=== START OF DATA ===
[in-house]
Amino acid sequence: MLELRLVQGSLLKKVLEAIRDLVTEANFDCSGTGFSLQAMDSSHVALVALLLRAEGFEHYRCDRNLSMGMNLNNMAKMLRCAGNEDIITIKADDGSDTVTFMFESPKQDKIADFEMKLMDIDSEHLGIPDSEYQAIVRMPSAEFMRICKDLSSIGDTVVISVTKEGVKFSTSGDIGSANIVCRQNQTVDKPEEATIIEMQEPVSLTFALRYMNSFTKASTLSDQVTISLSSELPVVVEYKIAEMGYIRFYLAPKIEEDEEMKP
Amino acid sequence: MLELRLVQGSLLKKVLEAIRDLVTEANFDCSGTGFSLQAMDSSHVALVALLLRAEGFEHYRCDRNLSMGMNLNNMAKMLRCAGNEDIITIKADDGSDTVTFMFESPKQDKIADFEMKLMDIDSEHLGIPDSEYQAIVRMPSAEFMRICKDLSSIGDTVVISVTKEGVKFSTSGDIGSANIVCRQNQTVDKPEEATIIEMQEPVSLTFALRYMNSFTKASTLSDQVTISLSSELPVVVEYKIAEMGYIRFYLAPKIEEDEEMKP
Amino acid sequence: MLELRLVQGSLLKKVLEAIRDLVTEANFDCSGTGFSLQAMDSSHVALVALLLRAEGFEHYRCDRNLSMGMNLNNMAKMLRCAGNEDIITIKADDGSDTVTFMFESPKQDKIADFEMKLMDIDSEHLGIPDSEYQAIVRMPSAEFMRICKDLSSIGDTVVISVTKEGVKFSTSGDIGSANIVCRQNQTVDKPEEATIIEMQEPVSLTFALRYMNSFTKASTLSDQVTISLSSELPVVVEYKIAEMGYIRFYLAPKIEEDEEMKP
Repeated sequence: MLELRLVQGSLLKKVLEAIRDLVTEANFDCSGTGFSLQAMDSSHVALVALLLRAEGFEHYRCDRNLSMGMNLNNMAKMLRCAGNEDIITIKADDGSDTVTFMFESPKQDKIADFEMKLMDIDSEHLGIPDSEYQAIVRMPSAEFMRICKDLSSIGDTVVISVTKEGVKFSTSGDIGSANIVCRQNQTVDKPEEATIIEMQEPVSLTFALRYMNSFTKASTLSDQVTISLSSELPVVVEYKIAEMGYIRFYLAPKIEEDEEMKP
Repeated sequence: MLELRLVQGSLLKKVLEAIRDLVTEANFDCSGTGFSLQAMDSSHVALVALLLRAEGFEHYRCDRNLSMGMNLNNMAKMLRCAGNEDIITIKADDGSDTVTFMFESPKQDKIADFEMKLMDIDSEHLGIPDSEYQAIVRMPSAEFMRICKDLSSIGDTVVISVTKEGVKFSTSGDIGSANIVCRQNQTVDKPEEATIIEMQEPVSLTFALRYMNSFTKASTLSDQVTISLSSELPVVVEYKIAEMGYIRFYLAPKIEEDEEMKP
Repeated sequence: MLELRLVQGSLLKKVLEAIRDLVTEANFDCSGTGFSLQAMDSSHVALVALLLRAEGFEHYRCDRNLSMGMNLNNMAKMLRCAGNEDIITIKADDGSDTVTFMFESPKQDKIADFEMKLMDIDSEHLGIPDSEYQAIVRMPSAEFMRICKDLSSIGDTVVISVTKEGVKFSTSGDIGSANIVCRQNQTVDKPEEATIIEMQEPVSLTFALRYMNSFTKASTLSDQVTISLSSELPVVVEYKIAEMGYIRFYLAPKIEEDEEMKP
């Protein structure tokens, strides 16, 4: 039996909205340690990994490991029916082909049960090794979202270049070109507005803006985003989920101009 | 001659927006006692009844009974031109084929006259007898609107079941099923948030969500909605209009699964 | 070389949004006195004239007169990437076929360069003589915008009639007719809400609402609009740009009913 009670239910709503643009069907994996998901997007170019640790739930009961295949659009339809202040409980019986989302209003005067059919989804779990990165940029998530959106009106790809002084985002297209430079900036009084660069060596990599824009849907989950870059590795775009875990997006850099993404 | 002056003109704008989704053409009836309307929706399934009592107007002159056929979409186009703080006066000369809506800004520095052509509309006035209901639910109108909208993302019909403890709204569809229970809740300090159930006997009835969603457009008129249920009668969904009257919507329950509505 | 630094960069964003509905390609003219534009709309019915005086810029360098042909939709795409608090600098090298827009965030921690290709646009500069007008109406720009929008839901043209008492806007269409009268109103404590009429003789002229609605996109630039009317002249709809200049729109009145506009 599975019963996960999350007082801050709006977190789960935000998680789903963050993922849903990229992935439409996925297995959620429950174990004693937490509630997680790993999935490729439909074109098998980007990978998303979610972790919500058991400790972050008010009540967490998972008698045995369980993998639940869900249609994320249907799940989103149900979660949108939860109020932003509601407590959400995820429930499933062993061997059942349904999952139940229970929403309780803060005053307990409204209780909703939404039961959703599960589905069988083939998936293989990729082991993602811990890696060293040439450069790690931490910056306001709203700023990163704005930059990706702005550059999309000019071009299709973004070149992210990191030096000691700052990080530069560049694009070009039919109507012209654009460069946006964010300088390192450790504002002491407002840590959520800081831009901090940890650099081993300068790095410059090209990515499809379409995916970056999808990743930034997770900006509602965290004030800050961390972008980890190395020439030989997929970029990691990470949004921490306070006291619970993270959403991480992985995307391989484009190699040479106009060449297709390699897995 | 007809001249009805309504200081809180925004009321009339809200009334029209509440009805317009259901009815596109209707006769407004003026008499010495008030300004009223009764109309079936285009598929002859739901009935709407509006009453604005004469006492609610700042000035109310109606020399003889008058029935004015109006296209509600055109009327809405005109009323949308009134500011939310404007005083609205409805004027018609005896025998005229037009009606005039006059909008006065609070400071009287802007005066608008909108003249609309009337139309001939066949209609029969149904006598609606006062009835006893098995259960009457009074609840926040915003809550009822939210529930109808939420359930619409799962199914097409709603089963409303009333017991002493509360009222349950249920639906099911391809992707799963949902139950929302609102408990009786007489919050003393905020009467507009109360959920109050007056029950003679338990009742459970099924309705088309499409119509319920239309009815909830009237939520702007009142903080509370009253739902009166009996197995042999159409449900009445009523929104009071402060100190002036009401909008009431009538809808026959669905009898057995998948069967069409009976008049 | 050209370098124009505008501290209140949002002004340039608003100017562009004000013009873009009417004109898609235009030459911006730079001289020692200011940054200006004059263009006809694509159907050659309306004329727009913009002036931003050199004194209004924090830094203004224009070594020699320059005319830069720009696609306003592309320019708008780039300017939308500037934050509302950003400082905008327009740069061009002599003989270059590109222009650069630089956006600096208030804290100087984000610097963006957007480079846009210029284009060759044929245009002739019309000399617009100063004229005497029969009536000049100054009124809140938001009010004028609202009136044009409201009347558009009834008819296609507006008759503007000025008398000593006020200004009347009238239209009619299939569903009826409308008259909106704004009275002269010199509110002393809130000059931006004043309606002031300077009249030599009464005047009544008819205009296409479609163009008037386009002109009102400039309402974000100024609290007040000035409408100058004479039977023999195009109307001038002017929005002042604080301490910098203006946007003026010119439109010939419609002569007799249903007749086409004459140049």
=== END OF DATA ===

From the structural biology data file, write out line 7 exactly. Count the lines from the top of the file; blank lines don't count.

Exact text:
Repeated sequence: MLELRLVQGSLLKKVLEAIRDLVTEANFDCSGTGFSLQAMDSSHVALVALLLRAEGFEHYRCDRNLSMGMNLNNMAKMLRCAGNEDIITIKADDGSDTVTFMFESPKQDKIADFEMKLMDIDSEHLGIPDSEYQAIVRMPSAEFMRICKDLSSIGDTVVISVTKEGVKFSTSGDIGSANIVCRQNQTVDKPEEATIIEMQEPVSLTFALRYMNSFTKASTLSDQVTISLSSELPVVVEYKIAEMGYIRFYLAPKIEEDEEMKP